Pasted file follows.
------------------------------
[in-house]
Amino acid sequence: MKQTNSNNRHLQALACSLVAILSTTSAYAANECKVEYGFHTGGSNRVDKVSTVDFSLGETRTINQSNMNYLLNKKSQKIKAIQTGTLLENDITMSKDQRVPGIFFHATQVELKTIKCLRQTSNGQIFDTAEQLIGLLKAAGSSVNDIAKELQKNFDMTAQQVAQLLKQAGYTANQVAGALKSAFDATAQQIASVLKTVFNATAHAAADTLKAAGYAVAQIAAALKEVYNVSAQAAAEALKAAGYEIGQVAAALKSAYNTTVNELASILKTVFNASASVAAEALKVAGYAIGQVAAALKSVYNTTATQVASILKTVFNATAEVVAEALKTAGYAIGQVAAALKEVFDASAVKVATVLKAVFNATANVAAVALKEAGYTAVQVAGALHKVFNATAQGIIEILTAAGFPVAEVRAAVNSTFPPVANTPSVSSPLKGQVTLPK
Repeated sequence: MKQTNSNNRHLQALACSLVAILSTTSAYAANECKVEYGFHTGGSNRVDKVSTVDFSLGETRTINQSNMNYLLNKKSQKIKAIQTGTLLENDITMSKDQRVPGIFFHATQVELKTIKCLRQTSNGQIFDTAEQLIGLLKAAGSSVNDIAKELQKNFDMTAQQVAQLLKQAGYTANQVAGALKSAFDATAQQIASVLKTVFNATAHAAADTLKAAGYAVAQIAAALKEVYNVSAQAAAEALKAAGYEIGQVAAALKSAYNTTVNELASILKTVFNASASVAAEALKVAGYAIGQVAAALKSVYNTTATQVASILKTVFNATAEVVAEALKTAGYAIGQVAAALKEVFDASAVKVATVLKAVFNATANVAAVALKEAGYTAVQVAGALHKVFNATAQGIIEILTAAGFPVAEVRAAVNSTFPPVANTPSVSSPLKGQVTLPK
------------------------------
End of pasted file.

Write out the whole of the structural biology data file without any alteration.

[in-house]
Amino acid sequence: MKQTNSNNRHLQALACSLVAILSTTSAYAANECKVEYGFHTGGSNRVDKVSTVDFSLGETRTINQSNMNYLLNKKSQKIKAIQTGTLLENDITMSKDQRVPGIFFHATQVELKTIKCLRQTSNGQIFDTAEQLIGLLKAAGSSVNDIAKELQKNFDMTAQQVAQLLKQAGYTANQVAGALKSAFDATAQQIASVLKTVFNATAHAAADTLKAAGYAVAQIAAALKEVYNVSAQAAAEALKAAGYEIGQVAAALKSAYNTTVNELASILKTVFNASASVAAEALKVAGYAIGQVAAALKSVYNTTATQVASILKTVFNATAEVVAEALKTAGYAIGQVAAALKEVFDASAVKVATVLKAVFNATANVAAVALKEAGYTAVQVAGALHKVFNATAQGIIEILTAAGFPVAEVRAAVNSTFPPVANTPSVSSPLKGQVTLPK
Repeated sequence: MKQTNSNNRHLQALACSLVAILSTTSAYAANECKVEYGFHTGGSNRVDKVSTVDFSLGETRTINQSNMNYLLNKKSQKIKAIQTGTLLENDITMSKDQRVPGIFFHATQVELKTIKCLRQTSNGQIFDTAEQLIGLLKAAGSSVNDIAKELQKNFDMTAQQVAQLLKQAGYTANQVAGALKSAFDATAQQIASVLKTVFNATAHAAADTLKAAGYAVAQIAAALKEVYNVSAQAAAEALKAAGYEIGQVAAALKSAYNTTVNELASILKTVFNASASVAAEALKVAGYAIGQVAAALKSVYNTTATQVASILKTVFNATAEVVAEALKTAGYAIGQVAAALKEVFDASAVKVATVLKAVFNATANVAAVALKEAGYTAVQVAGALHKVFNATAQGIIEILTAAGFPVAEVRAAVNSTFPPVANTPSVSSPLKGQVTLPK